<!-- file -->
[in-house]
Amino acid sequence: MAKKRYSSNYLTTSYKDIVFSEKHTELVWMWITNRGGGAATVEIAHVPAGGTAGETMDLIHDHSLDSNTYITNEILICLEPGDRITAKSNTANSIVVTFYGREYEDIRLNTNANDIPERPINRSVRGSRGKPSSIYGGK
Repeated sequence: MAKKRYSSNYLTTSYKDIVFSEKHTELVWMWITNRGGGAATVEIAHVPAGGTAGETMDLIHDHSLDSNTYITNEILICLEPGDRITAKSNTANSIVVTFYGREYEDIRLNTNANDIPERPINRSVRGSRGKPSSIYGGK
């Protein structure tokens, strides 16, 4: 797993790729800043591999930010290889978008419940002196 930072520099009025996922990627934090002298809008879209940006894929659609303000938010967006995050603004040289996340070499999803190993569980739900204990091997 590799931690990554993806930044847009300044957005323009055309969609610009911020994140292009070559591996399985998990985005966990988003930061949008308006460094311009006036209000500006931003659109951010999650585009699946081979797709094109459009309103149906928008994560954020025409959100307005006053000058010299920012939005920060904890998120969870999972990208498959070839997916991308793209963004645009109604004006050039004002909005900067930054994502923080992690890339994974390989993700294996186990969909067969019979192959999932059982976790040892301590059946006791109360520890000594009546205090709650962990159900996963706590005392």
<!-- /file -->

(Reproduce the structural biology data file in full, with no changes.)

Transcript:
[in-house]
Amino acid sequence: MAKKRYSSNYLTTSYKDIVFSEKHTELVWMWITNRGGGAATVEIAHVPAGGTAGETMDLIHDHSLDSNTYITNEILICLEPGDRITAKSNTANSIVVTFYGREYEDIRLNTNANDIPERPINRSVRGSRGKPSSIYGGK
Repeated sequence: MAKKRYSSNYLTTSYKDIVFSEKHTELVWMWITNRGGGAATVEIAHVPAGGTAGETMDLIHDHSLDSNTYITNEILICLEPGDRITAKSNTANSIVVTFYGREYEDIRLNTNANDIPERPINRSVRGSRGKPSSIYGGK
């Protein structure tokens, strides 16, 4: 797993790729800043591999930010290889978008419940002196 930072520099009025996922990627934090002298809008879209940006894929659609303000938010967006995050603004040289996340070499999803190993569980739900204990091997 590799931690990554993806930044847009300044957005323009055309969609610009911020994140292009070559591996399985998990985005966990988003930061949008308006460094311009006036209000500006931003659109951010999650585009699946081979797709094109459009309103149906928008994560954020025409959100307005006053000058010299920012939005920060904890998120969870999972990208498959070839997916991308793209963004645009109604004006050039004002909005900067930054994502923080992690890339994974390989993700294996186990969909067969019979192959999932059982976790040892301590059946006791109360520890000594009546205090709650962990159900996963706590005392």